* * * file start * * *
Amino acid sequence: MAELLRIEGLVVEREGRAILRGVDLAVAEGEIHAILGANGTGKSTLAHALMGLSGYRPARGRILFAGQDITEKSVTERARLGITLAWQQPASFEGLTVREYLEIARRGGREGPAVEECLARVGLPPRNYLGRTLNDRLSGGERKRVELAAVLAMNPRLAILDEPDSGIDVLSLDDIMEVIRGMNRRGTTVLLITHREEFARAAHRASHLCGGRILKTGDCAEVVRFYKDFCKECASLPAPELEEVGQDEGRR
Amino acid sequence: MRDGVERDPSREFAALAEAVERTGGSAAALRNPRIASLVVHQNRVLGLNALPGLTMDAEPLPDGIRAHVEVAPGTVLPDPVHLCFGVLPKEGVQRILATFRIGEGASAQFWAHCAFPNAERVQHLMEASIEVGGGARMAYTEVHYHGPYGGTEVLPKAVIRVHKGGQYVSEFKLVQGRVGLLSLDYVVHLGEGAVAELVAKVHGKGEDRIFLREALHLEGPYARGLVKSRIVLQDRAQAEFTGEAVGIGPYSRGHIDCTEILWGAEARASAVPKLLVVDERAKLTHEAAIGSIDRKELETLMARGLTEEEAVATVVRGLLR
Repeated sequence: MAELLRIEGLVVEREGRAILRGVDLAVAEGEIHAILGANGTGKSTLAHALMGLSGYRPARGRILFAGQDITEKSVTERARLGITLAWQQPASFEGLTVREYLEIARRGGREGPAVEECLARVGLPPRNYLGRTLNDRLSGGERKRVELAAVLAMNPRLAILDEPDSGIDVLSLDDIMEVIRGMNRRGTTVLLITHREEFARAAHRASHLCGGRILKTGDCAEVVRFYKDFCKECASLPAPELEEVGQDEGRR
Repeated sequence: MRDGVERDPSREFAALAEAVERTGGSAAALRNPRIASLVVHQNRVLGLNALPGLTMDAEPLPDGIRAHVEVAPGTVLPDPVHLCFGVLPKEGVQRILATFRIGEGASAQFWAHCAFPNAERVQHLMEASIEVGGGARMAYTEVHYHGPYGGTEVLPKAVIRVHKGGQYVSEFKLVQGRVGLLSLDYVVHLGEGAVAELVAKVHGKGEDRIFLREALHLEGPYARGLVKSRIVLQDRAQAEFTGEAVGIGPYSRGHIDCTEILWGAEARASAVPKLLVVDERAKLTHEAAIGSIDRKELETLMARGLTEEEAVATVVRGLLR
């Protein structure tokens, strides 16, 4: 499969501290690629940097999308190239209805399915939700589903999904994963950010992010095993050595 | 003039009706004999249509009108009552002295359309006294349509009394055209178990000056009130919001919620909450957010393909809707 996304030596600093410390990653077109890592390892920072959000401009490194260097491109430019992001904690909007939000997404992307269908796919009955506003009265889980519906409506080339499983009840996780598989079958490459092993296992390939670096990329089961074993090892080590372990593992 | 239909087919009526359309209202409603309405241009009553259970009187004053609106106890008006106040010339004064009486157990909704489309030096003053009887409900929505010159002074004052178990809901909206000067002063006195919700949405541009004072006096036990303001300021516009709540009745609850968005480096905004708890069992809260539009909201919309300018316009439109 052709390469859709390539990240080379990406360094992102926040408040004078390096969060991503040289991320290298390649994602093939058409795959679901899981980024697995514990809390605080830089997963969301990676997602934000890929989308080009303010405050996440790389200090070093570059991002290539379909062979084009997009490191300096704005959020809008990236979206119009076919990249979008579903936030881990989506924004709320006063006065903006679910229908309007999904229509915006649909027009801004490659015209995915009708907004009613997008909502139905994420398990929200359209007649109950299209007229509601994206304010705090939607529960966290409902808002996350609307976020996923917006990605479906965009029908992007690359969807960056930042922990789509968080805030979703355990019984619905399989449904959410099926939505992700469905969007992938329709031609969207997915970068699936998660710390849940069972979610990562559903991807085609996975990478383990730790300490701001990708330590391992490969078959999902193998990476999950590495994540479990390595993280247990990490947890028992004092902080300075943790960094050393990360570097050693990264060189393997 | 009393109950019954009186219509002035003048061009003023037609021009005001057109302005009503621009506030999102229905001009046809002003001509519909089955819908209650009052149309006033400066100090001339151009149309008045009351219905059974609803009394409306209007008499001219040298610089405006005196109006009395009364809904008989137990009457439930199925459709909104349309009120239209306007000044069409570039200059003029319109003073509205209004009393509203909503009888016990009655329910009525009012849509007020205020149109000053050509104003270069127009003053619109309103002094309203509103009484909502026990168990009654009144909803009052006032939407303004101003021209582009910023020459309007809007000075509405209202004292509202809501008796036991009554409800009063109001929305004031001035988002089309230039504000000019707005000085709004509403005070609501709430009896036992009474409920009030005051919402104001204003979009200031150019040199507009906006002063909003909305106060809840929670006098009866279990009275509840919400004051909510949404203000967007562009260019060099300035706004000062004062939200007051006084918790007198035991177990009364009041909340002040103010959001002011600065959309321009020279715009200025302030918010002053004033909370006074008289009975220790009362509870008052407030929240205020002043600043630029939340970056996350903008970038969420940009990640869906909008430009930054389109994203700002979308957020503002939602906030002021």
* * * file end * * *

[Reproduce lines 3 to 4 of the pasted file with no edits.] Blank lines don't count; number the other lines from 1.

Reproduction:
Repeated sequence: MAELLRIEGLVVEREGRAILRGVDLAVAEGEIHAILGANGTGKSTLAHALMGLSGYRPARGRILFAGQDITEKSVTERARLGITLAWQQPASFEGLTVREYLEIARRGGREGPAVEECLARVGLPPRNYLGRTLNDRLSGGERKRVELAAVLAMNPRLAILDEPDSGIDVLSLDDIMEVIRGMNRRGTTVLLITHREEFARAAHRASHLCGGRILKTGDCAEVVRFYKDFCKECASLPAPELEEVGQDEGRR
Repeated sequence: MRDGVERDPSREFAALAEAVERTGGSAAALRNPRIASLVVHQNRVLGLNALPGLTMDAEPLPDGIRAHVEVAPGTVLPDPVHLCFGVLPKEGVQRILATFRIGEGASAQFWAHCAFPNAERVQHLMEASIEVGGGARMAYTEVHYHGPYGGTEVLPKAVIRVHKGGQYVSEFKLVQGRVGLLSLDYVVHLGEGAVAELVAKVHGKGEDRIFLREALHLEGPYARGLVKSRIVLQDRAQAEFTGEAVGIGPYSRGHIDCTEILWGAEARASAVPKLLVVDERAKLTHEAAIGSIDRKELETLMARGLTEEEAVATVVRGLLR